Green family working with Gypsum to secure ‘personal vision’ for 36-acre parcel along Cottonwood Pass Road
Green annexation plan features eight, 2- to 6-acre lots along Cottonwood Pass Road
GYPSUM — For 18 years, Scott and Cappie Green have lived on their 36-acre parcel located on the southern boundary of Gypsum.
“It’s a beautiful piece of property. We raised all five of our kids on it,” Scott said. “It required enough work to keep them all out of trouble.”
But the youngest of the Green children will graduate from Eagle Valley High School this spring, and while the couple still wants to live in a place large enough so their kids — and someday their grandkids — can come home to visit, they are ready to let go of some of their sanctuary located along Cottonwood Pass Road.
“It’s a big job to take care of 36 acres with all of the kids grown and three businesses to take care of,” Scott said. “We are at the age where the kids are raised and while Cappie and I will never quit working, we would also like to go and see a bit of the world.”
But as they began considering what to do with their land, the Greens honed in on the idea of giving other families the opportunity to raise children the way they did — with farm chores and 4-H animals and a bit of room to roam. Their property is located right next to Chatfield Corners, a popular Gypsum housing subdivision. But instead of shopping their property to a developer to expand that type of land use to the south, the Greens recently began their own annexation process with the town of Gypsum. Their proposal features eight lots, ranging in size from 2 to 6 acres.
“The owners have raised a family on the property and have come to the town of Gypsum with quite a modest proposal,” noted planner Tom Boni as he introduced an annexation petition and zoning discussion Tuesday night before the Gypsum Town Council.
Boni said the Green’s current home is located on one of the proposed eight lots in the 36-acre annexation. The other seven lots are designed to allow secondary agricultural uses that will maintain the ranching character of the property.
“It’s not a development really. It’s the Green’s personal vision for how they would like to see that property develop,” Boni said.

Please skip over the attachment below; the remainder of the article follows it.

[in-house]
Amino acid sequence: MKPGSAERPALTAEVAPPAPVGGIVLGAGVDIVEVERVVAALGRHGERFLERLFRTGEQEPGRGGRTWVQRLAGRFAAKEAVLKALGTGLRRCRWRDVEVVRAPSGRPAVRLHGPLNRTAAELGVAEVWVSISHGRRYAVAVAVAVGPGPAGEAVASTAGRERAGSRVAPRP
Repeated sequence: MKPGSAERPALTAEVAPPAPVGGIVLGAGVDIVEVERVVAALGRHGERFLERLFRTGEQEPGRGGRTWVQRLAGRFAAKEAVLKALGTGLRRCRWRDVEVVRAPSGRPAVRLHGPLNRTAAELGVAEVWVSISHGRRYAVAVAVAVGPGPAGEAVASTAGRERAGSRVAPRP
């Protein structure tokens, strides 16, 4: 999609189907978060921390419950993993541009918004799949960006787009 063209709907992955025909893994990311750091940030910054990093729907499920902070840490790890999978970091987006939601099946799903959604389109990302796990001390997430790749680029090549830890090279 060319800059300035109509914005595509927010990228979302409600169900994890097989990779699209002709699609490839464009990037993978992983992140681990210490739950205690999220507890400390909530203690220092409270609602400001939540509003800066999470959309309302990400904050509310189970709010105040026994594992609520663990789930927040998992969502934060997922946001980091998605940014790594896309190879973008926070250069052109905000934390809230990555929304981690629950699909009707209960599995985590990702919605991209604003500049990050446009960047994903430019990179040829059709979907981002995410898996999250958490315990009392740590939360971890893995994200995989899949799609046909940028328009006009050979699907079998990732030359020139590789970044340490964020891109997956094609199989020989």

The Greens say they will be watching the growth at their property unfold. They plan to remain in the area, but maybe not in their current house.
“We have a seven-bedroom house and at some point, there will be two of us in it,” Scott said. “But we are not going away. We are staying on this property or at least in Gypsum. We have options.”
‘Water is sacred’
Today the Green land is lush, the result of generations of cultivation and irrigation.
“The wetlands there are on a part of the property that was originally dryland. It has been irrigated for 100 years,” Boni noted.
What that means to the town is the annexation involves something that may be even more important than land — water.
The property has strong senior water rights that would be absorbed into the town’s portfolio.
“Water is sacred,” Scott said. “I get it that the town wants to control the water going forward.”
But in his discussion with the Gypsum Town Council on Tuesday, he also noted he wants to ensure that enough water rights stay with the property to keep it green.
He noted the domestic impact of the eight lots would be around 16 acre-feet of water annually. His water right is for 800 acre-feet annually.
“From a landowner’ perspective, it is kind of unfair to take all of the water,” he said.
Gypsum town councilman Chris Estes, a rancher himself, is also familiar with water issues.
“The town’s attorneys want the best water rights they can get to put in the portfolio,” Estes said.
Estes also noted that the annexation agreement can include provisions for Green to lease back water from his original right.
“Let’s come to better terms about how much you can get back,” agreed Gypsum Town Engineer/Assistant Town Manager Jim Hancock.
Green noted his annexation plan includes installing a sprinkler system for the lots instead of the current flood irrigation system. That alone will save a lot of water, he said. Additionally, he noted the goal is to keep enough water with the land so that new owners can keep their pastures green. If the valley is experiencing drought conditions, Green said the new owners won’t have the ability to use up water needed in the larger community.
“If the water isn’t in the ditch, we can’t use it,” Scott said. “Last year, I didn’t irrigate much. I sent the water down to my neighbors.”
Other issues for the subdivision include sewer service and the amount of land earmarked for a road right of way. With Green annexation petition now submitted, staff and the applicants will continue their negotiations to resolve the outstanding issues
The official public hearing date for the Green annexation is scheduled March 26.
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It’s fitting that Eagle County is proceeding through its reopening phases of COVID-19 in an analogy to ski run difficulties — green to blue to black. Monday marks the transition from the green beginner phase to the blue intermediate phase.